With over 2,500 species of cicada scattered across the globe, it’s a wonder that there isn't more misinformation about these unique insects. They are extremely loud and for some reason people equate this to danger (probably because insects are - let’s face it - somewhat creepy).
Before we delve into the specifics about the cicada life cycle, let’s start with the thing that cicada are most known for, which is their mating call. The Green Grocer Cicada from Australia was once crowned the loudest bug in the world as its song reaches decibel levels as high as 90 (that’s equivalent to a train whistle at 500 feet away). It is also in the range where sustained exposure may result in hearing loss.
However, the recently discovered water boatman species Micronecta scholtzi (the bug with the “singing penis") was measured at 105 decibels. Fortunately this creature lives underwater so humans aren’t exposed to its intense sound. Still, the cicada's song is the loudest insect sound heard on land.
Because there are over 2,500 species of cicada, there are at least that many different songs. What’s more interesting is the common cicada song is performed at different tempos depending on the temperature outside. The higher the temperature is, the faster the tempo of the song.
One of the loudest songs is that of the 17 year cicada. These songs are produced by the male insects vibrating membranes on their abdomens, which are called tymbals. Females don’t have tymbals. These tymbals are contracted and released in a rhythmic pattern to produce the clicking sounds of the song.
The extreme volume is produced by the insect by using its entire abdominal cavity as a resonating board. Variance in volume is achieved by the cicada angling its abdomen toward and away from the ground. In addition to the mating call, some cicada have a quieter courtship song that is used once a female has responded to the mating call.
If a cicada is grabbed by a predator or feels threatened, it may produce a loud, asymmetrical sound. This is meant to be both a warning to other cicada and a defense mechanism to shock the predator into dropping its violently loud prey.
A cicada begins its life as an egg that has been deposited in the bark of a small twig. Here the eggs are protected from predators until they hatch.
Once a cicada hatches, it immediately drops to the ground and begins to burrow into the soil. These nymphs will burrow down one foot to nine feet into the soil and begin feeding on plant roots. Their specially equipped proboscis can pierce thick roots to suck out the juices from the plants. They also have strong front legs to help them dig through even thick clay soils.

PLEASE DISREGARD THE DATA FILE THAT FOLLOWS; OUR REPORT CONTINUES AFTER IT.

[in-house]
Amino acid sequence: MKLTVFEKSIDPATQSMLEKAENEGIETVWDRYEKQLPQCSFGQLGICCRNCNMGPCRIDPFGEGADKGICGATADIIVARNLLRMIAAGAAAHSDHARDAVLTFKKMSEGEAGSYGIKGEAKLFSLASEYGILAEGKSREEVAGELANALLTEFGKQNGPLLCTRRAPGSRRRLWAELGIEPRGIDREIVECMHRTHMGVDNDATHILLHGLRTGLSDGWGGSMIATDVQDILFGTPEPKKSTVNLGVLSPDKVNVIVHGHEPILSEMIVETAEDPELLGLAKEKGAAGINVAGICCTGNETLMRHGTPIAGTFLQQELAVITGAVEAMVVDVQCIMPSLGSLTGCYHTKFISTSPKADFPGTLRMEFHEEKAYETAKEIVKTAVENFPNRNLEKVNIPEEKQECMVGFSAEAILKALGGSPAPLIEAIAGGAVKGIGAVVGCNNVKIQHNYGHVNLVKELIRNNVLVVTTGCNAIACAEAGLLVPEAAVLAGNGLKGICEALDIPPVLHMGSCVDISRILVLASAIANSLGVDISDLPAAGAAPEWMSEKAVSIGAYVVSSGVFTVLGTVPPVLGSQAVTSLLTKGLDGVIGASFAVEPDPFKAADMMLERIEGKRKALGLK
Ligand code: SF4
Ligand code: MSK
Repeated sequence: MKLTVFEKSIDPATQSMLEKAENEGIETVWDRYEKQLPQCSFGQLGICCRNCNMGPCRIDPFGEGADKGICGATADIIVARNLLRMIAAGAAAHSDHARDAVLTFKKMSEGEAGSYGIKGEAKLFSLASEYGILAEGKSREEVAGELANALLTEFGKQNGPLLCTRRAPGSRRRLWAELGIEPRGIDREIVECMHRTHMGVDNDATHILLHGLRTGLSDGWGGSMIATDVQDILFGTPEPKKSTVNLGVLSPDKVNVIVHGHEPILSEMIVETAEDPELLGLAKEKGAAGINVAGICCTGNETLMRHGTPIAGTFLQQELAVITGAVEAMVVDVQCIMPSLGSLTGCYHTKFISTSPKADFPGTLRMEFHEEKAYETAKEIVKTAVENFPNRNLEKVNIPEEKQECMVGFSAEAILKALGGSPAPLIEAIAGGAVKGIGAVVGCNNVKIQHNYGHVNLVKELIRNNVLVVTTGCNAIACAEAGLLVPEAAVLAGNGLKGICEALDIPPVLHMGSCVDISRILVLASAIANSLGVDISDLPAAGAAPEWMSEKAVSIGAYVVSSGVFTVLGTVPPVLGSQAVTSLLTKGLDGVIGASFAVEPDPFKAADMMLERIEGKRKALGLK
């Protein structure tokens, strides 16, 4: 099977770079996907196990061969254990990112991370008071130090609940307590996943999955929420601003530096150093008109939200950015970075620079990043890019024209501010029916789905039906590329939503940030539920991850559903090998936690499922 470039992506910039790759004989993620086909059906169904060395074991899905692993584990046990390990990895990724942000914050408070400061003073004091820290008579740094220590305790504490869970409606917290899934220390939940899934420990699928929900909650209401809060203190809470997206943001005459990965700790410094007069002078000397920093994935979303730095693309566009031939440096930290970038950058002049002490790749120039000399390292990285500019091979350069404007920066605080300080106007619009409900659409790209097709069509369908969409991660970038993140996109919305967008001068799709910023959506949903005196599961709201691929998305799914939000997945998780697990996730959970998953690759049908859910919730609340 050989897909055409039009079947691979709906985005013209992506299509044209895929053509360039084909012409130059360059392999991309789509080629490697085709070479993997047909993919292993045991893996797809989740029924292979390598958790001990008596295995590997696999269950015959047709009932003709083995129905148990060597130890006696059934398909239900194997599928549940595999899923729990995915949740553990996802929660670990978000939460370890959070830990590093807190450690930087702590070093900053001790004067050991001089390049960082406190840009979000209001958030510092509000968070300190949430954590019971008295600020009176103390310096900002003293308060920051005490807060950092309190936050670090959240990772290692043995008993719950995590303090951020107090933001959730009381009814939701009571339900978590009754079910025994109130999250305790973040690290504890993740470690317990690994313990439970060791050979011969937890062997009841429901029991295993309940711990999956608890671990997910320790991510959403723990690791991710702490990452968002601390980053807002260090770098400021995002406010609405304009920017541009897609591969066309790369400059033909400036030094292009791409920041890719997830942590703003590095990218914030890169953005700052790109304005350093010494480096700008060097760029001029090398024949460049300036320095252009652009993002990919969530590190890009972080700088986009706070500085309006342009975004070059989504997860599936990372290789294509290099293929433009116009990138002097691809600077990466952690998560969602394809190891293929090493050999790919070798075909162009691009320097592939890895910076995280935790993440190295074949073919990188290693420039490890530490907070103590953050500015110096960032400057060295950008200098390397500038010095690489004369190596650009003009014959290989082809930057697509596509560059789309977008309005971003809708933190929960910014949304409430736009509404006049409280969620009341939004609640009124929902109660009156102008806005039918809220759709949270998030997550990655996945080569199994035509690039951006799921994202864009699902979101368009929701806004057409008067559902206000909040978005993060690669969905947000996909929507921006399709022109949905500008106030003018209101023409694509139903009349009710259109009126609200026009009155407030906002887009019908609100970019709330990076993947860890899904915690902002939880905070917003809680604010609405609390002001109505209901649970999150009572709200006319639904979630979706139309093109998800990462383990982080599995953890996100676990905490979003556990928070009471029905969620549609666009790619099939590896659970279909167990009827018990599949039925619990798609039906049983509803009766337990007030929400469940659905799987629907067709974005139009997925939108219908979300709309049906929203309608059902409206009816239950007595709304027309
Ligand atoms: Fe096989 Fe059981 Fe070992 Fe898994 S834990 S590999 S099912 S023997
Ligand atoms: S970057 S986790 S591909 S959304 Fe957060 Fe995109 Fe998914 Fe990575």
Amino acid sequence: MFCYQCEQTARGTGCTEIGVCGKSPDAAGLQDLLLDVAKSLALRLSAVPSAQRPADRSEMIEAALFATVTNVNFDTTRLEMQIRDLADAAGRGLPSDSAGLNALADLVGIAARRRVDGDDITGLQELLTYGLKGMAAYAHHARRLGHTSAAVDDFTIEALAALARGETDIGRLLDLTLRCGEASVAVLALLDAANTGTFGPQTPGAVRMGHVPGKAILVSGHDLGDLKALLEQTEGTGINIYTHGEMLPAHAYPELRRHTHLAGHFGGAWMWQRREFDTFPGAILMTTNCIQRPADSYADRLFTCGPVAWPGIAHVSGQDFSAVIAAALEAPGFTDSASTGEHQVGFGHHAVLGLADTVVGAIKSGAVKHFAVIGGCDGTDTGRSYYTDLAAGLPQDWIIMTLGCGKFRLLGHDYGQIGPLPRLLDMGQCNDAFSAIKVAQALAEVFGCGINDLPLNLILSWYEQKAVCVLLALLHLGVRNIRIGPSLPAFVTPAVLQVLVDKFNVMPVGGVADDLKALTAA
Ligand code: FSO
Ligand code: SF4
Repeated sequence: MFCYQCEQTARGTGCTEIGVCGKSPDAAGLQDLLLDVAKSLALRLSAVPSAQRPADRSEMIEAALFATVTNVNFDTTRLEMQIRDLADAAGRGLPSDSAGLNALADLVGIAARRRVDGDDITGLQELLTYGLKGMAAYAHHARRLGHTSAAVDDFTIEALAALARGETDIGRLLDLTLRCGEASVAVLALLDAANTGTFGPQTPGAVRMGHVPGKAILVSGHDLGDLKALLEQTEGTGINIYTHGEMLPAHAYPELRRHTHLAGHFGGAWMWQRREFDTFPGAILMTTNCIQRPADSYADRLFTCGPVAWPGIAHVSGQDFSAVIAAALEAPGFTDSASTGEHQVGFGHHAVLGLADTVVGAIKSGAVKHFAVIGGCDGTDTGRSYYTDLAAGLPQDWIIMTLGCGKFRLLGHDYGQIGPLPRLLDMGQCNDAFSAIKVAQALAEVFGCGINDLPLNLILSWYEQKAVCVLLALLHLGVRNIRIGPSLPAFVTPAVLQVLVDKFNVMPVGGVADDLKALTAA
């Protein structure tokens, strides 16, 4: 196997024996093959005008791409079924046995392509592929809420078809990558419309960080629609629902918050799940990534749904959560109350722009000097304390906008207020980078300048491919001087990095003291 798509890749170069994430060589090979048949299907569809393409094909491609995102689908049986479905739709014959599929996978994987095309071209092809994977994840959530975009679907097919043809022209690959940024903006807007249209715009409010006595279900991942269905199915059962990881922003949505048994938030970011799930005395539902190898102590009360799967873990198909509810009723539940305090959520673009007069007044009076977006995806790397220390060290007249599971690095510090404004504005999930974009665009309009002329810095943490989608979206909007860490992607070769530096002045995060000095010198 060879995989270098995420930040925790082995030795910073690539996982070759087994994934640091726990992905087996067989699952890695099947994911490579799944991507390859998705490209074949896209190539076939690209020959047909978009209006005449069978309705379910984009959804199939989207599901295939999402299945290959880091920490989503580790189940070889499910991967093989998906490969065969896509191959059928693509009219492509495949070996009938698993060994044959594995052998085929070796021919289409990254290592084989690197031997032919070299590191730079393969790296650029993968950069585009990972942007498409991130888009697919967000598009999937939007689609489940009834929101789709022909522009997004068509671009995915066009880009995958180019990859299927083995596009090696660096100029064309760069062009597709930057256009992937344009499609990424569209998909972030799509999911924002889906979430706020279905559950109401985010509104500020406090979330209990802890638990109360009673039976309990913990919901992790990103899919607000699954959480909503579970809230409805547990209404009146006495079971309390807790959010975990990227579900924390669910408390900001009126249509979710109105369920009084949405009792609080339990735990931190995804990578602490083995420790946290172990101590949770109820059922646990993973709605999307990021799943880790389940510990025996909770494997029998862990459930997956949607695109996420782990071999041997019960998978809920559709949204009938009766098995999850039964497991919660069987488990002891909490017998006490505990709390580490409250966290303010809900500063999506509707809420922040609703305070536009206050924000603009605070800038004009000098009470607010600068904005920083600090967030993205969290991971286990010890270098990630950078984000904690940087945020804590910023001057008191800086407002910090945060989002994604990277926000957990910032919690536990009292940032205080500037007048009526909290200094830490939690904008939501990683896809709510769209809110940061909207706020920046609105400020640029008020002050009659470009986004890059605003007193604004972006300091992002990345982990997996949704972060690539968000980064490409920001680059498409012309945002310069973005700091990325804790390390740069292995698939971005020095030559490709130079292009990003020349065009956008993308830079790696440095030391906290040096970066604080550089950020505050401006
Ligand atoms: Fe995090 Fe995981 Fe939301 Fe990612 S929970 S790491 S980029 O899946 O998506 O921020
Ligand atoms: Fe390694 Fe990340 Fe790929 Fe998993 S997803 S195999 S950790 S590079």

Depending on the genus of cicada, this stage can last anywhere from 2 to 17 years. During this time, the nymph will go through several instar stages. When it reaches the final instar stage, the cicada burrows up to the surface and emerges. It immediately attaches itself to a tree or large plant and molts its skin. The adult cicada breaks out of its skin, leaving it still attached to the bark, and spends the final few weeks of its life searching for a mate.
The males begin to sing almost immediately after molting. Once the males and females have produced fertile eggs (there may be several batches) they die. See the image on the left for cicada drawings. Lifecycle images are presented from the earliest nymph stage to full adult.
So, what does a cicada look like? Cicadas vary in size from one inch to upwards of six inches. They have cylindrical bodies with the females being larger around than the males with large heads and two extremely large eyes. These two large eyes are offset with three smaller eyes located between them on the forehead. Their large wings cover a full two-thirds of their bodies and are often seen creating a protective dome that extends well past the end of the body.
Coloration is not consistent between species; they can be found in colors ranging from black to bright green with several varieties in the brown range. The eyes can be any color from red to brown, yellow, orange, white or blue.
The best way to think of it is like this. A cicada looks like a fly that has ingested a magical growth formula or as my kids like to say, “It’s a fly on steroids!"
Predators and Prey
Contrary to common belief, adult cicada do not spend their entire above ground life not eating. When they emerge, they are sometimes confused with locusts, but they don’t graze on crops. They still use their proboscis to feed on the xylem of soft stemmed plants.
On the flip side, cicada are prey for many birds, a particular strain of wasp, fish and humans. Cicada live in almost all temperate and tropical habitats and thus have a variety of predators from the wild American Turkey to the Australian bass. To deal with this danger, the cicada have developed an odd defense mechanism called predator satiation. They emerge in such large numbers that the predators eat until they are satisfied and the remaining cicada are left to mate in peace.